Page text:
For a while there it was courgetti that the blogosphere was raving about but maybe all the spirulisers have gotten broken or something because the latest vegetable to attain the popularity badge is the head of cauliflower.
I’ve always thought it an appealing looking vegetable, a perfect plump white crown nestled in a bed of green leaves. Talk about versatile, about the only thing you can’t do is spirulize it. Boiled, roasted and even crumbled into a rice substitute or moulded into a ‘pizza’ base it is a vessel awaiting your direction.
Steer this vegetable in any way you chose, as a side or as a main contender, it will deliver. Have you come across Cauliflower Steaks yet? Google them if you haven’t! Great thick slices panfried and savoured in place of a juicy striploin – I think not! Yes,I’m a fan of cauliflower but I’m not fanatical, steak it isn’t.
It’s a vegetable and lets just treat it like that. In this vegetarian curry I like to keep both the sweet potato and cauliflower bitey so be wary of cutting the sweet potato too small, keep it in large chunks. This recipe is from my cookbook ‘Enjoy!’
Cauliflower and Sweet Potato curry
You will need:
5 cardamom pods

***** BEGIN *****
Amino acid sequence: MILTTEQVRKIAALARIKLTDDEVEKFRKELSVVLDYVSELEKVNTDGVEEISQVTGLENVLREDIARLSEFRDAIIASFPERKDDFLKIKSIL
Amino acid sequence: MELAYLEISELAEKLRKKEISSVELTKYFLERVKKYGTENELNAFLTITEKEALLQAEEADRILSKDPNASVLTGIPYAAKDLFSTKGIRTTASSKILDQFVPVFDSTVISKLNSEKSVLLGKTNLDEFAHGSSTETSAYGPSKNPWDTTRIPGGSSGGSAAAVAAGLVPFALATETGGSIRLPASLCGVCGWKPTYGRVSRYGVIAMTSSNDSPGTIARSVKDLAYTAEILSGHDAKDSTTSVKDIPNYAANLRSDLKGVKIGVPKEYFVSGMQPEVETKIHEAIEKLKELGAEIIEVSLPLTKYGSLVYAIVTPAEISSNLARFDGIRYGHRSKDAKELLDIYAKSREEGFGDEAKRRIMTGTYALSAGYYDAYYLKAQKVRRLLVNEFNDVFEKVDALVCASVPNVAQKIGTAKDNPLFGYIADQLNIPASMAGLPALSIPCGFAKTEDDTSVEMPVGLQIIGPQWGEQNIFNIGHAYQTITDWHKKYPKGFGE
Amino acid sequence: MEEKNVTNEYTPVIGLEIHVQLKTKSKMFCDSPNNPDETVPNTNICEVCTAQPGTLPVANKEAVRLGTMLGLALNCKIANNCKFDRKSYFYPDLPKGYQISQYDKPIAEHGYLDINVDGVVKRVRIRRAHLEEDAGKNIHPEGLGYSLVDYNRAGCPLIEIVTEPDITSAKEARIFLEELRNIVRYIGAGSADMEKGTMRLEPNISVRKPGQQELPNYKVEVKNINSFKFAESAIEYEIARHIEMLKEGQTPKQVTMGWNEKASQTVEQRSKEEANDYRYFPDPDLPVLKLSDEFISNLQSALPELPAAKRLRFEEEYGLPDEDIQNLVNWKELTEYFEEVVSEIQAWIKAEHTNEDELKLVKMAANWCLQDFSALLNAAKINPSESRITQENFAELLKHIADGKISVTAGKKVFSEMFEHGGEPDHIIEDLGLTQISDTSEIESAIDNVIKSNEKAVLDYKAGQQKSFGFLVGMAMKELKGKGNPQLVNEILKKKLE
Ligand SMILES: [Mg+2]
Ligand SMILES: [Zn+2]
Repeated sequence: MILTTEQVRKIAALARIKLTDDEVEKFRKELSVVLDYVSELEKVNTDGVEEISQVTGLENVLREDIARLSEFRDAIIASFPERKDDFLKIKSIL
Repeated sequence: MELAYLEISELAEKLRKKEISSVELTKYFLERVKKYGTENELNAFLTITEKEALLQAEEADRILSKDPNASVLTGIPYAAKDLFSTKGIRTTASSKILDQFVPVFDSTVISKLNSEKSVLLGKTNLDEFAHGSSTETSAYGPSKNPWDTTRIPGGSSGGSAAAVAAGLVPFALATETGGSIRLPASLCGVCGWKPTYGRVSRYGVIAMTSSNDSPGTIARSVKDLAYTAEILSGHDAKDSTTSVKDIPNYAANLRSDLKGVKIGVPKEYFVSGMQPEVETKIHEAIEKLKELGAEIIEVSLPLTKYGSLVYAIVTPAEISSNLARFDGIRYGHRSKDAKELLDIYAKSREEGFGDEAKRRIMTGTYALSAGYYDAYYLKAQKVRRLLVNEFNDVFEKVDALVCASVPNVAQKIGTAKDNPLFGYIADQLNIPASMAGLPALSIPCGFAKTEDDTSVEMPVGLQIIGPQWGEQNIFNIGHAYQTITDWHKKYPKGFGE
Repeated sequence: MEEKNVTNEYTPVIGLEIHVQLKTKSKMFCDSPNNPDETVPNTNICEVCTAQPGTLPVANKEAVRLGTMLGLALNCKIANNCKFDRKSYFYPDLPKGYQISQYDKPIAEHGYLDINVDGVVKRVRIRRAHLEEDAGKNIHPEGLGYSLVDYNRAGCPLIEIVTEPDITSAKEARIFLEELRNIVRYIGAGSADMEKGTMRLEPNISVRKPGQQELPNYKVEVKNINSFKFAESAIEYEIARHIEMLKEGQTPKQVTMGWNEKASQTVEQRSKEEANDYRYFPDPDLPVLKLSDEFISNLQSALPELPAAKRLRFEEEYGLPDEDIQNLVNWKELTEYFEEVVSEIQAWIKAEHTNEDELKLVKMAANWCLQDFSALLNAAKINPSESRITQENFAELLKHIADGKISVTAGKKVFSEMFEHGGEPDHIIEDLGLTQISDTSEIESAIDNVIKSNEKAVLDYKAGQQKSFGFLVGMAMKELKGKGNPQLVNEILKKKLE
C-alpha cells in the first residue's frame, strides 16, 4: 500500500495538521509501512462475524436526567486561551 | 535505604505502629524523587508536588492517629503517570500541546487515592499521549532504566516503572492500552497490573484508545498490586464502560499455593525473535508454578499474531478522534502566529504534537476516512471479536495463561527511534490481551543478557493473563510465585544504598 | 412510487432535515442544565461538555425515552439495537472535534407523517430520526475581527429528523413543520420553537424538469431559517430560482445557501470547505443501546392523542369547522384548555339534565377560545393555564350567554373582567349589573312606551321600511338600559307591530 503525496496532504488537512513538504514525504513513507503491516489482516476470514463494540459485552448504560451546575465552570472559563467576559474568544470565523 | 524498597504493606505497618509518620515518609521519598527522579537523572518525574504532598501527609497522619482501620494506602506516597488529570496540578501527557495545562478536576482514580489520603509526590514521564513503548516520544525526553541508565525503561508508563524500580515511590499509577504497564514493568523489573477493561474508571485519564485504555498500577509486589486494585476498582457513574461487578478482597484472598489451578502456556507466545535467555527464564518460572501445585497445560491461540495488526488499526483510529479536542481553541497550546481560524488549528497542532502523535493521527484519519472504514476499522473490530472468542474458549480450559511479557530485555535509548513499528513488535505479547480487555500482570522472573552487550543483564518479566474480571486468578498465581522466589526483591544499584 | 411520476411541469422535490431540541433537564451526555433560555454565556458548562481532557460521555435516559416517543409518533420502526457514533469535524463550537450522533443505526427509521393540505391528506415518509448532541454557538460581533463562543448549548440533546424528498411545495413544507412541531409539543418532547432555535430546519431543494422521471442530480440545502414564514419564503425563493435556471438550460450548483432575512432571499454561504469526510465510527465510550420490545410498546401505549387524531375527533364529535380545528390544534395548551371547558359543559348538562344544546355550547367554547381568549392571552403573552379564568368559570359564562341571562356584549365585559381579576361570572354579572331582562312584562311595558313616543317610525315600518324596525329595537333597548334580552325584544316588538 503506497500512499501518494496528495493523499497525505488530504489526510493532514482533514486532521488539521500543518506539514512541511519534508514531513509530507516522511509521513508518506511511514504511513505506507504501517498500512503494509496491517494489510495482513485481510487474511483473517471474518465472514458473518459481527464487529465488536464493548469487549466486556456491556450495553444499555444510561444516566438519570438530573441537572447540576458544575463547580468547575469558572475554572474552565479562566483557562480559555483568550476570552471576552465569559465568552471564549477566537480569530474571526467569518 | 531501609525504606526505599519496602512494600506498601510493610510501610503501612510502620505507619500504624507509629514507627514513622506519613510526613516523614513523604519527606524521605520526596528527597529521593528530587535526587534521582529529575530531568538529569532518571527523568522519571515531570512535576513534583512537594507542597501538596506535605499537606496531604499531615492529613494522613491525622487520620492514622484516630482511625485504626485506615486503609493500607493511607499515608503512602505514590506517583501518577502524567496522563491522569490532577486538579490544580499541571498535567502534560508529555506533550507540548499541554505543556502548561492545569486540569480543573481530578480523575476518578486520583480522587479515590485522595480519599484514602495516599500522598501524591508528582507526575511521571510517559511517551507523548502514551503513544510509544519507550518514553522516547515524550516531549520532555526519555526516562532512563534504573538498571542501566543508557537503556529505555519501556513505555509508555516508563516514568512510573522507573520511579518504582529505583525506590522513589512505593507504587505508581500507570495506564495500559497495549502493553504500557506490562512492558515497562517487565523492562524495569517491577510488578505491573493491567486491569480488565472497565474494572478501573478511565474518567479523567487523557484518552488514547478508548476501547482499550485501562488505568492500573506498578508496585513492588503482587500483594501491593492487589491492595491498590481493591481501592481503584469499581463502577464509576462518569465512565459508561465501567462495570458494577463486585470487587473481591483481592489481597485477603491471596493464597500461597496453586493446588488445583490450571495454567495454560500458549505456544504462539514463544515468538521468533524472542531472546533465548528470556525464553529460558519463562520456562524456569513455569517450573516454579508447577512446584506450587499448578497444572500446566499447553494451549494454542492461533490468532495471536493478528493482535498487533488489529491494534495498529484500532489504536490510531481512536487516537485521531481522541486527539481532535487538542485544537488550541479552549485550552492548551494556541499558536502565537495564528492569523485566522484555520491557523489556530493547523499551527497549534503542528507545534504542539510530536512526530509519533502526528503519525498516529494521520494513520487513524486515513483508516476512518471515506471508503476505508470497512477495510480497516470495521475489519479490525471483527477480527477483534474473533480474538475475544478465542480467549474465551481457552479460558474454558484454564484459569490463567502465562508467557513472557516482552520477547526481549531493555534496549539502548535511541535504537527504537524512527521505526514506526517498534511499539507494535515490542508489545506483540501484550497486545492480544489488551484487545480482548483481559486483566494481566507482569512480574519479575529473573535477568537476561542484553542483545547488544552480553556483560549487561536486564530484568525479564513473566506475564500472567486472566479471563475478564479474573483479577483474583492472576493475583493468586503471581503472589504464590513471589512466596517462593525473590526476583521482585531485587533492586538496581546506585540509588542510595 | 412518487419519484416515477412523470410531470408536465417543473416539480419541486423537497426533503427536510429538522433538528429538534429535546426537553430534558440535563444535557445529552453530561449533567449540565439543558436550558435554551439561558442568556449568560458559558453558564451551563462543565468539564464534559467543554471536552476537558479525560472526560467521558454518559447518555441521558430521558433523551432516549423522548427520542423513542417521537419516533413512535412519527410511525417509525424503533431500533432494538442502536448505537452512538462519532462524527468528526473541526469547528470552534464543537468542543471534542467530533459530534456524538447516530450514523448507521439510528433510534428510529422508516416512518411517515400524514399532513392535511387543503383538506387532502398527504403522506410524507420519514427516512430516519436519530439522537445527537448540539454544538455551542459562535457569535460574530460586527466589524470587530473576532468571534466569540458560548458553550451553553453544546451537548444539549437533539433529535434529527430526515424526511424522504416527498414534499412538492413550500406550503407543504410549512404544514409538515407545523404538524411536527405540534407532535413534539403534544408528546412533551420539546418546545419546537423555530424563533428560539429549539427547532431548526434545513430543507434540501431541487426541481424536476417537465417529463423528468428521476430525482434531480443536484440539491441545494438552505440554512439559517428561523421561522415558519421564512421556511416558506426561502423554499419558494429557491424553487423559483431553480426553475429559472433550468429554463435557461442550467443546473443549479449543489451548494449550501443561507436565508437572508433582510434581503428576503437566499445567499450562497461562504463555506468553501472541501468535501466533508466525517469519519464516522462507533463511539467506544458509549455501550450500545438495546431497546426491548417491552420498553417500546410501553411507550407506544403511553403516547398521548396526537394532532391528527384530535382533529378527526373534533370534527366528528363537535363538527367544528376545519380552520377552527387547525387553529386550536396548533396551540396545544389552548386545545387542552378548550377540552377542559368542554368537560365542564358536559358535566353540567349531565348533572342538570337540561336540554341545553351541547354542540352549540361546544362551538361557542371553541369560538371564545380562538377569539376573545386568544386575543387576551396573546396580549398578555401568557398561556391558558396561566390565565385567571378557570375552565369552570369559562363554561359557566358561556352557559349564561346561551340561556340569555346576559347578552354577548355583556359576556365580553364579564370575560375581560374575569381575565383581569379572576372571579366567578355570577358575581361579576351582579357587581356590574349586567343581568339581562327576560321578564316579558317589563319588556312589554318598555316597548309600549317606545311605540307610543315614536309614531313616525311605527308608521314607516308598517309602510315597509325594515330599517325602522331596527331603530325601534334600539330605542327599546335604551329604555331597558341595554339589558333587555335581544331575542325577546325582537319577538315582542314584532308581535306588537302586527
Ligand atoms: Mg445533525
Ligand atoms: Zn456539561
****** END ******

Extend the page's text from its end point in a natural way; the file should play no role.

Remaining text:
1 medium onion
1 tbsp rapeseed or coconut oil
Thumb-sized chunk of fresh ginger
2 garlic cloves
1 tbsp garam masala
1 tsp mild chilli powder
1 tsp ground turmeric
1 large cauliflower (approx. 750g)
1 large sweet potato (approx. 500g)
500ml vegetable stock
Boiled rice, to serve (optional)
Bash the cardamom pods – a pestle and mortar is good for this job – to release the seeds and discard the husks.
Finely chop the onion. Heat the oil in a large saucepan over a low heat and soften the onions for 5 minutes.
Grate the ginger and crush the garlic, then add to the softened onion and mix well. Turn the heat up to medium and add the cardamom seeds, garam masala, chilli powder and turmeric and cook for 1 minute.
Break the cauliflower into florets and cut the sweet potato into large bite-size chunks. Add these to the pan, mixing well to coat with the spices, then add the passata and mix well.
Pour in the vegetable stock and enough water to almost cover the vegetables.
Bring to the boil, then reduce the heat and simmer with the lid almost covering the pan for 40 minutes, until the vegetables are tender. Serve as is or with rice.
Top Tip: Store ginger in the freezer and grate it, frozen and unpeeled, with a Microplane grater.
Enjoy!, ‘Til next time, Sheila.
I use couscous a lot as I love the texture and how you can oomph it up in the flavour department to take it in lots of different directions. It’s like the artist’s canvas just waiting for paint. This time I’m using up the last of the Jerk seasoning on roasted vegetables and adding the zest and juice of lemon and some chopped parsley for a deliciously simple dish. Eat with some roast chicken pieces or a spiced pork chop or an easier protein option would be some cubes of feta.
Jerk Roast Vegetable Couscous
You will need:
1 large red onion
1 red pepper
2 large carrots
2 tbsp rapeseed or olive oil
1 tbsp butter
250ml vegetable stock (hot – from cube is fine)
Small bunch curly parsley
Preheat the oven to 200C
Chop the carrots into batons, red onion into chunks and red peppers into slices and place on a baking tray.